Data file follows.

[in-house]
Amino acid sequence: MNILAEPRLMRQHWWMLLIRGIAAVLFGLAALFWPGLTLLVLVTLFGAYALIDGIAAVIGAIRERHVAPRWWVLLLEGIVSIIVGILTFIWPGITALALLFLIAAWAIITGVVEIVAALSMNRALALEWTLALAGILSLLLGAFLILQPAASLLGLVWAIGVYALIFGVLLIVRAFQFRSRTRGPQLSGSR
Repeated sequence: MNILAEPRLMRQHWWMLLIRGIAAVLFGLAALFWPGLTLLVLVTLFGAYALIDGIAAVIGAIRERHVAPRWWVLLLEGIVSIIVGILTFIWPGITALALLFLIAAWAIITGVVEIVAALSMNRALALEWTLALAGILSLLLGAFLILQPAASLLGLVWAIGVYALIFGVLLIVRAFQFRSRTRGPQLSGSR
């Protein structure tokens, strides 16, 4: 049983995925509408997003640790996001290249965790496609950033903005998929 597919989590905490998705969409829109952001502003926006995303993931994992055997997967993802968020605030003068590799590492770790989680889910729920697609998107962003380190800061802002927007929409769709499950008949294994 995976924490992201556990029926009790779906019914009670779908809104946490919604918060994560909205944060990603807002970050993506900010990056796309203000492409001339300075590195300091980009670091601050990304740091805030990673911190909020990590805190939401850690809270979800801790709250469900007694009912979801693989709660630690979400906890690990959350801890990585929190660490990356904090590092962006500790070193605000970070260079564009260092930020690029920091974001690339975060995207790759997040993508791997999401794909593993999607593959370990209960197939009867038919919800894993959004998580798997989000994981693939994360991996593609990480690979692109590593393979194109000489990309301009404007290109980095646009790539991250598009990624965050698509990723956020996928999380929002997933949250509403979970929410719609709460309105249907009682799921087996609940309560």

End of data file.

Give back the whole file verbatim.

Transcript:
[in-house]
Amino acid sequence: MNILAEPRLMRQHWWMLLIRGIAAVLFGLAALFWPGLTLLVLVTLFGAYALIDGIAAVIGAIRERHVAPRWWVLLLEGIVSIIVGILTFIWPGITALALLFLIAAWAIITGVVEIVAALSMNRALALEWTLALAGILSLLLGAFLILQPAASLLGLVWAIGVYALIFGVLLIVRAFQFRSRTRGPQLSGSR
Repeated sequence: MNILAEPRLMRQHWWMLLIRGIAAVLFGLAALFWPGLTLLVLVTLFGAYALIDGIAAVIGAIRERHVAPRWWVLLLEGIVSIIVGILTFIWPGITALALLFLIAAWAIITGVVEIVAALSMNRALALEWTLALAGILSLLLGAFLILQPAASLLGLVWAIGVYALIFGVLLIVRAFQFRSRTRGPQLSGSR
């Protein structure tokens, strides 16, 4: 049983995925509408997003640790996001290249965790496609950033903005998929 597919989590905490998705969409829109952001502003926006995303993931994992055997997967993802968020605030003068590799590492770790989680889910729920697609998107962003380190800061802002927007929409769709499950008949294994 995976924490992201556990029926009790779906019914009670779908809104946490919604918060994560909205944060990603807002970050993506900010990056796309203000492409001339300075590195300091980009670091601050990304740091805030990673911190909020990590805190939401850690809270979800801790709250469900007694009912979801693989709660630690979400906890690990959350801890990585929190660490990356904090590092962006500790070193605000970070260079564009260092930020690029920091974001690339975060995207790759997040993508791997999401794909593993999607593959370990209960197939009867038919919800894993959004998580798997989000994981693939994360991996593609990480690979692109590593393979194109000489990309301009404007290109980095646009790539991250598009990624965050698509990723956020996928999380929002997933949250509403979970929410719609709460309105249907009682799921087996609940309560």